Sport’s obsession with being “inspirational” doesn't help public-health interventions – it hinders them.
As we download ever more of our lives on to electronic devices, are we destroying our own internal memory?
It’s not just a case of goodies and baddies, those who get it and those who don’t.
We are already seeing the consequences of Hunt's imposed changes, with increasing number of doctors leaving the profession.
Scare stories condemning coffee shops are missing the wider context: an Innocent smoothie has more sugar per millilitre than a Starbucks white chocolate mocha.
The familiarity, bordering on the generic, in the format of this “ten years later” update serves to make a valuable point about the UK’s appalling mental health provision.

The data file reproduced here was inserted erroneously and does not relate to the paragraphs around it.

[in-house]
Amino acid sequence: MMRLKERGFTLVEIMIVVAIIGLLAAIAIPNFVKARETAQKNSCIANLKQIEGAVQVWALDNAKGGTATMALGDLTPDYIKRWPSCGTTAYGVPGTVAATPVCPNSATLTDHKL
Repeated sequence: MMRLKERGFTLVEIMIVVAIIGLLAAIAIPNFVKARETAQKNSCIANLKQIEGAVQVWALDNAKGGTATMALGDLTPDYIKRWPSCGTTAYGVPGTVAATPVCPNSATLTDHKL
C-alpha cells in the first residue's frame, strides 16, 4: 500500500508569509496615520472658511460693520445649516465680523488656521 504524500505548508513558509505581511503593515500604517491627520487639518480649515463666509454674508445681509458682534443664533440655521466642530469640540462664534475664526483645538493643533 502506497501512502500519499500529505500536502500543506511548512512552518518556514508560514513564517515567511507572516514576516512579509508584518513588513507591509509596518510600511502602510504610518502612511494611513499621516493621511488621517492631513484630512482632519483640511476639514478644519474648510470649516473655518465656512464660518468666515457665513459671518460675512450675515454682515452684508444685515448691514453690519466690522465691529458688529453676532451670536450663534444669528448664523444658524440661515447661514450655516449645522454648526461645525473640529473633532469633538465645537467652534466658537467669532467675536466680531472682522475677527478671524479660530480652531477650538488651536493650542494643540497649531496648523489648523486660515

She began to attend our appointments with a support worker in tow, almost as a symbol of her incapacity.
If you don’t trust people, at least make sure that you imprison them, seems to be the idea.
A UK blood cancer charity has seen an "unprecedented spike" in donors from mixed race and ethnic minority backgrounds since the campaign started.
I thought I’d give her tidying theories a go, but when I held up the empty snack bag I was suffused with so many happy memories of the time we’d spent together that I couldn’t bear to throw it away.
Eyes are on the World Health Organisation to declare the outbreak of the virus an emergency.
Across the political spectrum, the New Statesman introduces you to the personalities who shape our world. Where else would you find Jeremy Corbyn, Tony Blair and Theresa May in the same place?